Kids quitting too early
Coaches say drop out rate is high
QUEENSLAND kids are quitting swimming lessons before they learn life saving skills.
The Royal Life Saving Society Australia has released a report revealing Queensland has the highest number of children under four learning swimming, but they are dropping out early and missing important skills.
In Queensland, 53.9 per cent of swimming enrolments are for children between the ages of zero to four, with just 10 per cent of enrolments between the ages of 8-12.
The survey found the average age of children achieving benchmark swimming skills for survival was between 8.9 years and 10.5 years.
High-profile swimming coach Laurie Lawrence said parents needed to encourage their children to swim and keep them in lessons for longer to learn basic skills.
“Kids who have lessons early, as infants, it builds their social, emotional and intellectual capacity.
“Other research for older children has shown kids who have lessons are healthier, more confident and it assists with their reading abilities as well.”
Mr Lawrence said that while kids may learn water safety from a young age, they did not develop their fine motor skills until the age of 5 to 6, emphasising the need to keep them in lessons.
“Around five-and-a-half to six is when you really start to see that a kid can learn to swim,” he said.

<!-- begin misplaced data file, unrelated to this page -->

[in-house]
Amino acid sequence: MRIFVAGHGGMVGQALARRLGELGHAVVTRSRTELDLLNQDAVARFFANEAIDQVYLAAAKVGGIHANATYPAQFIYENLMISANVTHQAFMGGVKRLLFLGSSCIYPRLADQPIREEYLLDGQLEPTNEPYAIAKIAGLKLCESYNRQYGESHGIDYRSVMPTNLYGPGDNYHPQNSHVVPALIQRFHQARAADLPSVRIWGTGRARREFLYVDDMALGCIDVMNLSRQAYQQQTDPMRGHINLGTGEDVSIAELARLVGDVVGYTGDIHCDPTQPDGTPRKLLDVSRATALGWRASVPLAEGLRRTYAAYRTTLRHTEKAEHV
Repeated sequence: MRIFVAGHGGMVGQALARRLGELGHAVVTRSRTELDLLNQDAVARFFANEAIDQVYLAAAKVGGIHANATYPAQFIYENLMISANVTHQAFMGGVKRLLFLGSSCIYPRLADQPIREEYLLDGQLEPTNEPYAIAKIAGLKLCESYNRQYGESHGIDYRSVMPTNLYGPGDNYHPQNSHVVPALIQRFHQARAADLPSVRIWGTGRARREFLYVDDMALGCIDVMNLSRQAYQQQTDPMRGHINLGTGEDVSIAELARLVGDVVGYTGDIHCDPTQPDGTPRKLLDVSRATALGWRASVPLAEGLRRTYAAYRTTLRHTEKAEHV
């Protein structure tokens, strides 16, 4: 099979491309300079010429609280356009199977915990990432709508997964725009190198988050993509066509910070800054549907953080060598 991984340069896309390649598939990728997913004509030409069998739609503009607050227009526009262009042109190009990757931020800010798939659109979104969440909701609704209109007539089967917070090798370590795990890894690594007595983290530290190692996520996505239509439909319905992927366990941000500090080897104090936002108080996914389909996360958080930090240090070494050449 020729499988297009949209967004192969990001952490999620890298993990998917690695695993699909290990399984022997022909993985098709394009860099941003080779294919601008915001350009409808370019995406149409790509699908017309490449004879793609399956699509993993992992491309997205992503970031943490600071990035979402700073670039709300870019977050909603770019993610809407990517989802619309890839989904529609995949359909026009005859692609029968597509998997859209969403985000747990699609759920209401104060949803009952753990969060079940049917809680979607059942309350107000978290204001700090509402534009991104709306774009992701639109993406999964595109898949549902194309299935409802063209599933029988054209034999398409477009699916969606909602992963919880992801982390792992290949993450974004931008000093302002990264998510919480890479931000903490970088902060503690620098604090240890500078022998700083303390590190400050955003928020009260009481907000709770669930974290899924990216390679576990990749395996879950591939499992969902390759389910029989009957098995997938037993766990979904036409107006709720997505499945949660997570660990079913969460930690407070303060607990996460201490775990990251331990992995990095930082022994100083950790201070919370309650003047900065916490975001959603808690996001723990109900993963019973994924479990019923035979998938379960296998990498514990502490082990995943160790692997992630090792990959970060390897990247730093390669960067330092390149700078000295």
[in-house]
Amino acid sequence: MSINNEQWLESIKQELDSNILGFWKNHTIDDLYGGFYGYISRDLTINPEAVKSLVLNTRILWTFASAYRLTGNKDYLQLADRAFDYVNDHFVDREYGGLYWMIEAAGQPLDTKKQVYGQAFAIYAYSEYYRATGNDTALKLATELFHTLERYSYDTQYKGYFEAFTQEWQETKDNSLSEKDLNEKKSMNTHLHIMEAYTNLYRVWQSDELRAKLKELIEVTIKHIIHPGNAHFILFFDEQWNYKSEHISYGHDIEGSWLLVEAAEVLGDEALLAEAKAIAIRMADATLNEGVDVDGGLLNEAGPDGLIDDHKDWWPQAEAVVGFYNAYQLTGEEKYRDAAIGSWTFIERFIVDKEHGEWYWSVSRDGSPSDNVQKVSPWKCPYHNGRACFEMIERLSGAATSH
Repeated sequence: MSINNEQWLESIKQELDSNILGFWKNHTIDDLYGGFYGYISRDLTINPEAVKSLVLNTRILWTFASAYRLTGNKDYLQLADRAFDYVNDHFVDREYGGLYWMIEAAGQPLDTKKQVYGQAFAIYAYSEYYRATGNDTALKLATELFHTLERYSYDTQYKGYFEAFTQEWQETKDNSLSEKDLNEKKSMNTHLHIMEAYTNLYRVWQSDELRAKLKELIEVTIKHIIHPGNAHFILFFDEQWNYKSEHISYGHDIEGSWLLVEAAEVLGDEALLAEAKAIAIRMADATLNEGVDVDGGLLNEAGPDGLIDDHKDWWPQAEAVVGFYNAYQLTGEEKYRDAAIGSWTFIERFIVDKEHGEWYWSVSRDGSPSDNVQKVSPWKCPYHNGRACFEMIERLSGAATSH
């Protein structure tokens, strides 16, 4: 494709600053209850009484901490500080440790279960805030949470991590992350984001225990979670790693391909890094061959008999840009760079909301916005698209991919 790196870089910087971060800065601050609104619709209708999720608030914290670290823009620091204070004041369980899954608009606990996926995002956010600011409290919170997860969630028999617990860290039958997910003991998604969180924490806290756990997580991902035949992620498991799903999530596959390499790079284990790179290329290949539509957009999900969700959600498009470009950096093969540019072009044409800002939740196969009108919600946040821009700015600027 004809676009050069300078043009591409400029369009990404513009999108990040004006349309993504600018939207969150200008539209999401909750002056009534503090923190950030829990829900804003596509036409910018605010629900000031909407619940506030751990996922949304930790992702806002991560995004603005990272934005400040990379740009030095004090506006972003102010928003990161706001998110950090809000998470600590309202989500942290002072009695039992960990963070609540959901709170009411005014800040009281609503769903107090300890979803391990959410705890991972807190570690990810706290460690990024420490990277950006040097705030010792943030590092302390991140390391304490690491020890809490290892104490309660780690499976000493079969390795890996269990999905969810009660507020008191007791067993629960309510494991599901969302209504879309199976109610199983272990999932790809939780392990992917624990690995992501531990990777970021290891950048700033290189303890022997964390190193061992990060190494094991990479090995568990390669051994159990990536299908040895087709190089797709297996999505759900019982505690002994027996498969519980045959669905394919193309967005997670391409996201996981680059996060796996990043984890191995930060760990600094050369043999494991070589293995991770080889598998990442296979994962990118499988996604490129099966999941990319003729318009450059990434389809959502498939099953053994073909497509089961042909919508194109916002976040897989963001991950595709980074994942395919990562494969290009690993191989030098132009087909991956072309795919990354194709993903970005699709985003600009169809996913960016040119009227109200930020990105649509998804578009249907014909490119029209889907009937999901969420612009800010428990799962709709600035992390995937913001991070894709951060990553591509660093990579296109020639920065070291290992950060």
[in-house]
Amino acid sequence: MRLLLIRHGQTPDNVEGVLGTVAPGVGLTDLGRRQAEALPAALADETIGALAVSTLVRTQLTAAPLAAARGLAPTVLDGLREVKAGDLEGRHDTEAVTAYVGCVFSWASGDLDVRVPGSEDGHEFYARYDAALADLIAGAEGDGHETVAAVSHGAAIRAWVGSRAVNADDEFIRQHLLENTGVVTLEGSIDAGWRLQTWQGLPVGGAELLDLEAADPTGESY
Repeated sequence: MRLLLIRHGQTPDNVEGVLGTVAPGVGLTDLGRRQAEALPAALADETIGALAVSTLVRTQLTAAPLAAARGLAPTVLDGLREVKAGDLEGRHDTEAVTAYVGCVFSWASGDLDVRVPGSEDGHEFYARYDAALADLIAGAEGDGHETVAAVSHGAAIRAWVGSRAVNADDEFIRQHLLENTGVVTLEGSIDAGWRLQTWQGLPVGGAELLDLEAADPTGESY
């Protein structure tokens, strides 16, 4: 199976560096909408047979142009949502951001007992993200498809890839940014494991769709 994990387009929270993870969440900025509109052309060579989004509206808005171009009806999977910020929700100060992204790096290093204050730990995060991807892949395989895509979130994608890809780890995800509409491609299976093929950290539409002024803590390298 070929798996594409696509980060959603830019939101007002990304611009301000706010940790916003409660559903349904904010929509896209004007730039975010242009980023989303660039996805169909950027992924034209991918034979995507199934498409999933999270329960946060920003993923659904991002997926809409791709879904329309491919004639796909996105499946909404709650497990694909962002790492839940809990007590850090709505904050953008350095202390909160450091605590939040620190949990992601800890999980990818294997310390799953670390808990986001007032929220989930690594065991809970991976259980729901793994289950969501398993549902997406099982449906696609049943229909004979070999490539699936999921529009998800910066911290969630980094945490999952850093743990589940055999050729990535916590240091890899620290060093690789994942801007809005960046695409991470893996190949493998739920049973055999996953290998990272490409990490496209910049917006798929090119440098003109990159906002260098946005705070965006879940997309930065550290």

“And once they can actually learn to swim it opens up a whole range of water sports like nippers, water polo, surfing, skiing, and scuba diving.
“Just through swimming we would have the healthiest nation in the world.”
The report surveyed a total of 2860 teenagers aged between 13-15 years across Australia — and predominately Victoria — and found that only 0.2 per cent of the Queensland teens recorded attended one 30 minute lesson after school on a weekly basis.
Chinchilla Aquatic Centre and Fitness’ lifeguard and swimming coach Grace Bourke echoed Mr Lawrence’s comments, saying children dropping out of swimming lessons at an early age is definitely a concern.
“By the age of four, a lot of parents think that the school swimming programs will be enough but that just isn’t the case,” she said.
“Children should be introduced as early as six months of age, and to learn all the necessary skills in the water, I would recommend they attend classes until the age of 12.
“They then can make the decision whether swimming is of interest to them and whether they would like to keep going, but at least they will be competent in the pool and in waterways.”
TROUBLING REPORT: Laurie Lawrence in the water with young students.